Whatever happened to hope and change? Ferguson showed how much things had changed for the worse. Baltimore is Ferguson on more petrol.

What did we learn from Ferguson?

The talking heads and the politicians keep stressing that we should learn from our mistakes, that we should change things. But what, exactly, do they want to change? They’re vague and purposely so. Should we change the way we talk about race in America? Perhaps, but it’s become so easy, and profitable for some, and we’ve memorized the rituals and we know the symbolism. I don’t think we’ll change it any time soon.

John Kass is right.  That was last November, when activist Al Sharpton – who even some of the locals in Ferguson, Missouri wanted to keep out of their town on this occasion – made his usual declarations about racial inequality and injustice, and his usual demands for attention.

“Let the record be clear,” Sharpton, speaking of (prosecutor Robert) McCulloch, told a news conference at Greater St. Mark Missionary Baptist Church in St. Louis. “You have broken our hearts, but you have not broken our backs. We are going to continue to pursue justice.”

Justice? What about justice for (local bakery owner) Natalie Dubose, and other African-Americans who saw their businesses ruined? Where’s their justice?

I wish I could tell you we learned something from Ferguson, but I can’t. All I’ve been hearing is the old tired politics, and the old tired excuses.

Now Baltimore, which devolved in a surreal sequence of escalating violence live on American television screens Monday night. This seems like a return to decades ago in America. Is it? Or has it been festering all this time, totally unresolved? Partially unresolved? Or did a set of circumstances incite feelings to such conflagration over time?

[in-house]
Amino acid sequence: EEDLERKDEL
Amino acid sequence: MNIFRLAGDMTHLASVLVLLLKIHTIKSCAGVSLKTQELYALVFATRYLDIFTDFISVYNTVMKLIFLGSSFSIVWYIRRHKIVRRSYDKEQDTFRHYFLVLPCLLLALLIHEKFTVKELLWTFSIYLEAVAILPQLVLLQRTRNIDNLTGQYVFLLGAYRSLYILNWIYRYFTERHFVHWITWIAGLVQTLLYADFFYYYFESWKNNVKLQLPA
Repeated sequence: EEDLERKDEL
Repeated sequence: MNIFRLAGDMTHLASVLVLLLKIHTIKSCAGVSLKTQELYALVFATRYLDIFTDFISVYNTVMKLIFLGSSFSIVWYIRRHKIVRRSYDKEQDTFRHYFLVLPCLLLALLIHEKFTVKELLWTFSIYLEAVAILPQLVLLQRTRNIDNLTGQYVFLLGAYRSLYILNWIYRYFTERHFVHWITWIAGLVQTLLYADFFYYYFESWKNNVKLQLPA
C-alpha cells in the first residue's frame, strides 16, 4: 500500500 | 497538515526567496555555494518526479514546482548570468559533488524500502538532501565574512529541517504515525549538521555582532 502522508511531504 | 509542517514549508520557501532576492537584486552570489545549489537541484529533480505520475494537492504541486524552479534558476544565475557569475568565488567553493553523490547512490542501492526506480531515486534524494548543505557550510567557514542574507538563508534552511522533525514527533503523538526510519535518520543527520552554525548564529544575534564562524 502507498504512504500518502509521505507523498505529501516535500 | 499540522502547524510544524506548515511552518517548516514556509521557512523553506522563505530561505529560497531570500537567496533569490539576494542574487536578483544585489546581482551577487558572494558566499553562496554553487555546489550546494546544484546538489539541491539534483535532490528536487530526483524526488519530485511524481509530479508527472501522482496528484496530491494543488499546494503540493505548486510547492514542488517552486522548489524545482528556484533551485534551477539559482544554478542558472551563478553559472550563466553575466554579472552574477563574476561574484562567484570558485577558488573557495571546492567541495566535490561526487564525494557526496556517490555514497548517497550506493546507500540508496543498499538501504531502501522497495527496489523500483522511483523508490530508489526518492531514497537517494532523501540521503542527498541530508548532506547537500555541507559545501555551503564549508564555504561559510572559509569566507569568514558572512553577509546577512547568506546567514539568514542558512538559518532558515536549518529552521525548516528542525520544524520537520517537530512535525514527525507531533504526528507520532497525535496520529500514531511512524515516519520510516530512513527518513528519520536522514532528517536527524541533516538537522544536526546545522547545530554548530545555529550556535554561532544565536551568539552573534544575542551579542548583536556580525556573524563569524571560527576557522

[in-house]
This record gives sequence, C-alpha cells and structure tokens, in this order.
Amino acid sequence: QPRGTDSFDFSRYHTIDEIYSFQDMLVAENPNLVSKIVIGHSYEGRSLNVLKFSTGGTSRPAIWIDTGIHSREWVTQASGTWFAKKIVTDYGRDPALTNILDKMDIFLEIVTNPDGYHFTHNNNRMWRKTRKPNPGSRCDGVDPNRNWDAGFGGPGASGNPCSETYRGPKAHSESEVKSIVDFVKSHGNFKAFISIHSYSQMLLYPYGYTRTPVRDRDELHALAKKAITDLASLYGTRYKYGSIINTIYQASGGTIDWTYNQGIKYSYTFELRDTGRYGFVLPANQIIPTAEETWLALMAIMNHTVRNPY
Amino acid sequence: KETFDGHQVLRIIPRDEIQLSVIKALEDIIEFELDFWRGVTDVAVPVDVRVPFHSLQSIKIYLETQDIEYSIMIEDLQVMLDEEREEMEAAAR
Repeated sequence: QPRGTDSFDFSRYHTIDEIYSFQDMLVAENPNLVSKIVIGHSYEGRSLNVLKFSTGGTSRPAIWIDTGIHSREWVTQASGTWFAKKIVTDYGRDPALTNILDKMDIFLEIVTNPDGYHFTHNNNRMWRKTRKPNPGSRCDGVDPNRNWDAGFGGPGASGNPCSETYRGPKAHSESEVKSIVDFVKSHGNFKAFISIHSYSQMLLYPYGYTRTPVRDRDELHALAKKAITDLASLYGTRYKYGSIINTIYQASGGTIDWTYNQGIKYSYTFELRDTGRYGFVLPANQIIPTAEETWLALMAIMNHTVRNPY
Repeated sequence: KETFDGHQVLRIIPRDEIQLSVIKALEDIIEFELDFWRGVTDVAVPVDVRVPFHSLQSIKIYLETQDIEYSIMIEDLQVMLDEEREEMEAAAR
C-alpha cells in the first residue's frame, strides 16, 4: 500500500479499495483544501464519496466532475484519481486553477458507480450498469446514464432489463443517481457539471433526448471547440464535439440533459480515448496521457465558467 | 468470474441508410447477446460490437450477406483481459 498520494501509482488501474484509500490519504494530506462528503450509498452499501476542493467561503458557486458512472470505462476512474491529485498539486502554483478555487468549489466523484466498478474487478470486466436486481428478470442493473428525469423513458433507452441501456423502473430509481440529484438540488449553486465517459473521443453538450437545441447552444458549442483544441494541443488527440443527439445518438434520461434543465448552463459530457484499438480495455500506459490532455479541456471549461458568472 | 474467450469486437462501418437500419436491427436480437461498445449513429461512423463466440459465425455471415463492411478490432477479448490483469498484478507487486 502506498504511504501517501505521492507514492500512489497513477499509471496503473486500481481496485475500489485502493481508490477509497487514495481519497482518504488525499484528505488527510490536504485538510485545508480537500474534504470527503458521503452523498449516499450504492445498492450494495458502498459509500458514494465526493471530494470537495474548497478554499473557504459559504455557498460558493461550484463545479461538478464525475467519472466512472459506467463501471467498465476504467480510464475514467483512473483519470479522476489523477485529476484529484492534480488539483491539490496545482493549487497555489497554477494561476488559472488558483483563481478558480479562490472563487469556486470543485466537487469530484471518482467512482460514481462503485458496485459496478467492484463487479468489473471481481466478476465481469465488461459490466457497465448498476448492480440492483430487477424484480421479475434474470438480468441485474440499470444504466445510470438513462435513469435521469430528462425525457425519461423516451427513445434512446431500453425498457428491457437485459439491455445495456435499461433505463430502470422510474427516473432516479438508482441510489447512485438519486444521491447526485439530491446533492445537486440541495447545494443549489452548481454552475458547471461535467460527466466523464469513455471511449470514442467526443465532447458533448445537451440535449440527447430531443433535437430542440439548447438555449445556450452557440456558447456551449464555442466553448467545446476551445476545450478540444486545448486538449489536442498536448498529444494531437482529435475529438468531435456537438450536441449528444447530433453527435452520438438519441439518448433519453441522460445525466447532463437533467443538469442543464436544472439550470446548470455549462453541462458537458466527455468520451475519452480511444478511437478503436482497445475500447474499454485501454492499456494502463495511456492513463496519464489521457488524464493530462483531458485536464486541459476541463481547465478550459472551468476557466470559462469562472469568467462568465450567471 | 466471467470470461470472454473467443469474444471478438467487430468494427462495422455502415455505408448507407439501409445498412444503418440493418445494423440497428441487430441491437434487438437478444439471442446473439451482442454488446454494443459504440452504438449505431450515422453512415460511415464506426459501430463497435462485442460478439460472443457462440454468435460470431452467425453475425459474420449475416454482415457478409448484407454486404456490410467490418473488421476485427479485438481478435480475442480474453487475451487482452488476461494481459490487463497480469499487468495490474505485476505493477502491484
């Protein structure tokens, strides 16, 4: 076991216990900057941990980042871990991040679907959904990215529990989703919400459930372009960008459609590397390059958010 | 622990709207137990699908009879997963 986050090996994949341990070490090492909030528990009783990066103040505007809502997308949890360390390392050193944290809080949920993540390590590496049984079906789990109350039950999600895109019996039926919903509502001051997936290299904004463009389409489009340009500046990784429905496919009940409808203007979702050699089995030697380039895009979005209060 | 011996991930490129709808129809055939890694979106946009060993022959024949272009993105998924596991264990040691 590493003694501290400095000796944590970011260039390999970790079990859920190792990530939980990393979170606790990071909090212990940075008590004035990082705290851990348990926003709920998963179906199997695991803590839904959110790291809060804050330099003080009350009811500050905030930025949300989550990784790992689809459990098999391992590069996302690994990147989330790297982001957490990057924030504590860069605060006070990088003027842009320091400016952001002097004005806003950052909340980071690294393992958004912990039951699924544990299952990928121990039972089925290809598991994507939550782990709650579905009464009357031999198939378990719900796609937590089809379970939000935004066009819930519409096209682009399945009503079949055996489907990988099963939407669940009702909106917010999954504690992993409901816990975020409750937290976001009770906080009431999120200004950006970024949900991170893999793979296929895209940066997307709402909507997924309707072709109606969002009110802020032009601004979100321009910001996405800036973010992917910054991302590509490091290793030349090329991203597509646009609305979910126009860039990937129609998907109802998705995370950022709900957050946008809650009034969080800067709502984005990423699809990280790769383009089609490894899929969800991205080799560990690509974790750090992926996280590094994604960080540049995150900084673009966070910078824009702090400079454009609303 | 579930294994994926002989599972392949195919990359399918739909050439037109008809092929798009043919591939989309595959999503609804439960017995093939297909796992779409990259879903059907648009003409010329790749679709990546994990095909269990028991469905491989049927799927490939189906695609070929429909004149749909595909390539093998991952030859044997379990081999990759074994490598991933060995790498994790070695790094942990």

As Monday night devolved, there was a complete absence of any mitigating force, any authority whatsoever. That’s emblematic of the social and political problems America is struggling with, seemingly in worse ways than we have in decades.

The president has spoke out a lot over his tenure about specific incidents and social, racial, political, cultural ramifications. What did he have to say about Baltimore, still smoldering and partially shut down from riots that haven’t been stopped yet?

The president waxed noble about police excesses, the aspirations of those born into poverty, and the need to create opportunities for millions of primarily minority city dwellers. But he admitted that he has nothing even resembling a plan to lift America’s minorities out of poverty when he resorted to lamenting the lack of infrastructure spending out of a recalcitrant Republican-led Congress.

It’s all political. It’s all spin.

In response to a question about the violence in Baltimore posed during a joint White House press conference alongside Japanese Prime Minister Shinzo Abe, Obama delivered a perfectly anodyne and unremarkable 15 minute lecture about the lamentable state of affairs in America’s cities. There wasn’t much to object to in his response; it was a platitude-laden sermon about the school-to-prison pipeline, criminal justice reform, and excessive drug sentencing. Many leading Republicans would agree with the president’s assessment of the social ills that plague urban centers. Don’t believe me? Check The New York Times.